Galen Folk is the Ecology Center’s Youth Program Assistant. Since 2015, Galen has worked at the Farm Fresh Choice stand, providing healthy, affordable food every Tuesday to South Berkeley, and has supported our Education & Engagement program, and communications staff. Galen was key to the launch of the Ecology Center’s new Instagram account. This post is the result of Galen’s research and connection to California’s climate.
The 2016 rain-year, which began October 1st, is one of the wettest in California’s history. Much of the rain has been localized in the northern half of the state, relieving dwindling reservoirs and coating mountain tops in snow. Storms have pounded California, and over 90% of the state is now out of drought conditions. The final snowpack reading on May 1st, which predicts the amount of snow-melt we will get through the dry months, read at 190 percent of average. California’s historic drought is decidedly over.
The recent moisture has added colorful hues to our flowerbeds and landscapes, but is not without its drawbacks. Flooding across Northern California, most notably in San Jose and Sonoma County, displaced thousands of residents, closed streets, and rendered homes unlivable. Flooding has also affected agricultural fields. One of our market member farms Happy Boy Farms located in Watsonville, has experienced major flooding. High water has damaged tractors and fields and delayed the planting of next season’s crop. (They’ve launched a campaign to survive this tough time – help Happy Boy Farms recover: https://www.gofundme.com/happyboyfarms). Pfeiffer Canyon Bridge in Big Sur also fell victim to recent rains, where a mudslide critically damaged the bridge’s support structure. That section of Highway 1 will be closed for the next 6 months while crews build a new bridge. The Oroville Dam is another example of existing infrastructure not designed to handle the intense weather patterns we’re seeing where over-use of the dam’s spillway lead to massive erosion last month. This threatened the structural integrity of the entire 770’ tall dam, and prompted the evacuation of 188,000 residents.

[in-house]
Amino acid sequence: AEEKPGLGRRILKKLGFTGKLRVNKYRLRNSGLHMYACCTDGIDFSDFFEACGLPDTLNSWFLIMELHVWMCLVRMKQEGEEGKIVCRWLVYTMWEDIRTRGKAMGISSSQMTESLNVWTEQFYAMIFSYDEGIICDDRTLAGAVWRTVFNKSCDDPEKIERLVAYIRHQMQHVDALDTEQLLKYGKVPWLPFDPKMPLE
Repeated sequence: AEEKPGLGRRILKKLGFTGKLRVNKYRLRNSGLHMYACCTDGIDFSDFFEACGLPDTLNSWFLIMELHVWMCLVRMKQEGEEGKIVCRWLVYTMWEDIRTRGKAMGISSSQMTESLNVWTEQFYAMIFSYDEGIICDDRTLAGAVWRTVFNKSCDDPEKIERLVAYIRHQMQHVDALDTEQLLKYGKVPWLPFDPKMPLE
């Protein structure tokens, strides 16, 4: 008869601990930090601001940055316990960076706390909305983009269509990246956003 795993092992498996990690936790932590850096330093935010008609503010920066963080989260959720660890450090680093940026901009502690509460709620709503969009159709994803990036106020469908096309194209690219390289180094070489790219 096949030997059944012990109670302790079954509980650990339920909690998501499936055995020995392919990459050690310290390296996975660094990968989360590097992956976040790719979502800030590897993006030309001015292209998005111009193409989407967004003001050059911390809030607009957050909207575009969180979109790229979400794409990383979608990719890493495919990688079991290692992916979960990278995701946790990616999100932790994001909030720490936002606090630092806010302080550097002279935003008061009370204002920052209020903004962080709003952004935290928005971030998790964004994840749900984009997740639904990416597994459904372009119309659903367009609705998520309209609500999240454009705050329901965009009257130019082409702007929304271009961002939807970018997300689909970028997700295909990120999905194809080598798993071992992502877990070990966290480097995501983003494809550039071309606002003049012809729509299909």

This excessive flooding is no coincidence after the drought. Long dry spells make soil compact and baked solid, like a dry sponge. With the soil less permeable, combined with urbanization that paves over permeable soil, water doesn’t seep into underground aquifers. Instead, rainwater collects at the surface, and runs straight into the ocean, flooding rivers and fields in its way. The topped-off reservoirs and snowpack will provide plenty of fresh water for the foreseeable future, but with depleted groundwater, there’s little water supply to rely on to carry us through when the next drought hits the state.
The droughts and subsequent flooding seen in California are not an isolated phenomenon. The evidence is undeniable that the core cause is global warming. Extreme weather patterns stem from the same roots as melting ice caps, and rising air temperatures. Living in an interconnected ecosystem means we must prevent climate change on all fronts to maintain California, and the rest of the globe, as a habitable landscape. Currently, we as individuals can help mitigate the effects of drought by doing our part to preserve and conserve water where we can. Landscaping our lawns with native drought-tolerant plants, and using laundry-to-landscape greywater systems will make a big impact for those with yards. (The Ecology Center is offering a hands-on class to learn to install a greywater system at a home in Walnut Creek, on May 13th. Sign up here!) Catching rainwater to water plants is another way to save water.
Adapting our water use to respond to climate change isn’t a cure, though. The real solution is large-scale change in the way we consume and pollute. That is the only path to reduce the life-threatening droughts and floods in California.